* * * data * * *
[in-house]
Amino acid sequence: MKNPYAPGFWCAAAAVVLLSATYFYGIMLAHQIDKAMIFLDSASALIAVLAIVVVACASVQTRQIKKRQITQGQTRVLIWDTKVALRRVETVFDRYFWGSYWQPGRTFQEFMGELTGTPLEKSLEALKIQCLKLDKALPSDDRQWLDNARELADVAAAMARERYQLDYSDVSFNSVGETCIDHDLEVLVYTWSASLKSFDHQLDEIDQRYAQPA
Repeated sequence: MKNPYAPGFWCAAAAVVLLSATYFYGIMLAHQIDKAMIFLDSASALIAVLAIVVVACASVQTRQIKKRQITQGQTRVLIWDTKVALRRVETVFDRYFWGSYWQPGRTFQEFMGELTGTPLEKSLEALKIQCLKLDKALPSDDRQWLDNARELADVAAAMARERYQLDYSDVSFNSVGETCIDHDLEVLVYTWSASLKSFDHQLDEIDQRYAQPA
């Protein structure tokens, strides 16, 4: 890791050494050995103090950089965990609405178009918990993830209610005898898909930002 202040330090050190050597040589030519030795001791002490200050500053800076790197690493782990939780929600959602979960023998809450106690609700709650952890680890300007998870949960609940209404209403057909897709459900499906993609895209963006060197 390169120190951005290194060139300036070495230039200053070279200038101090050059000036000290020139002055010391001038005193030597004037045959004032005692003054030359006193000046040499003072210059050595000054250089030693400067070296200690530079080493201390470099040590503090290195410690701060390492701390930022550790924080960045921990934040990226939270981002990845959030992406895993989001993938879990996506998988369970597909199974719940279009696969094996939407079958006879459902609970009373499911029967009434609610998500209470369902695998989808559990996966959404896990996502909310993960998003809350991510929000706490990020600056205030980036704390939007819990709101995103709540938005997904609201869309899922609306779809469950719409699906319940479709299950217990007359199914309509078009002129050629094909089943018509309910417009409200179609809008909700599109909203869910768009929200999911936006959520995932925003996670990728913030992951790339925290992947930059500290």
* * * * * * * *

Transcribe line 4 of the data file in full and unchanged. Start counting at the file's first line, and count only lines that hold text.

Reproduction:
């Protein structure tokens, strides 16, 4: 890791050494050995103090950089965990609405178009918990993830209610005898898909930002 202040330090050190050597040589030519030795001791002490200050500053800076790197690493782990939780929600959602979960023998809450106690609700709650952890680890300007998870949960609940209404209403057909897709459900499906993609895209963006060197 390169120190951005290194060139300036070495230039200053070279200038101090050059000036000290020139002055010391001038005193030597004037045959004032005692003054030359006193000046040499003072210059050595000054250089030693400067070296200690530079080493201390470099040590503090290195410690701060390492701390930022550790924080960045921990934040990226939270981002990845959030992406895993989001993938879990996506998988369970597909199974719940279009696969094996939407079958006879459902609970009373499911029967009434609610998500209470369902695998989808559990996966959404896990996502909310993960998003809350991510929000706490990020600056205030980036704390939007819990709101995103709540938005997904609201869309899922609306779809469950719409699906319940479709299950217990007359199914309509078009002129050629094909089943018509309910417009409200179609809008909700599109909203869910768009929200999911936006959520995932925003996670990728913030992951790339925290992947930059500290």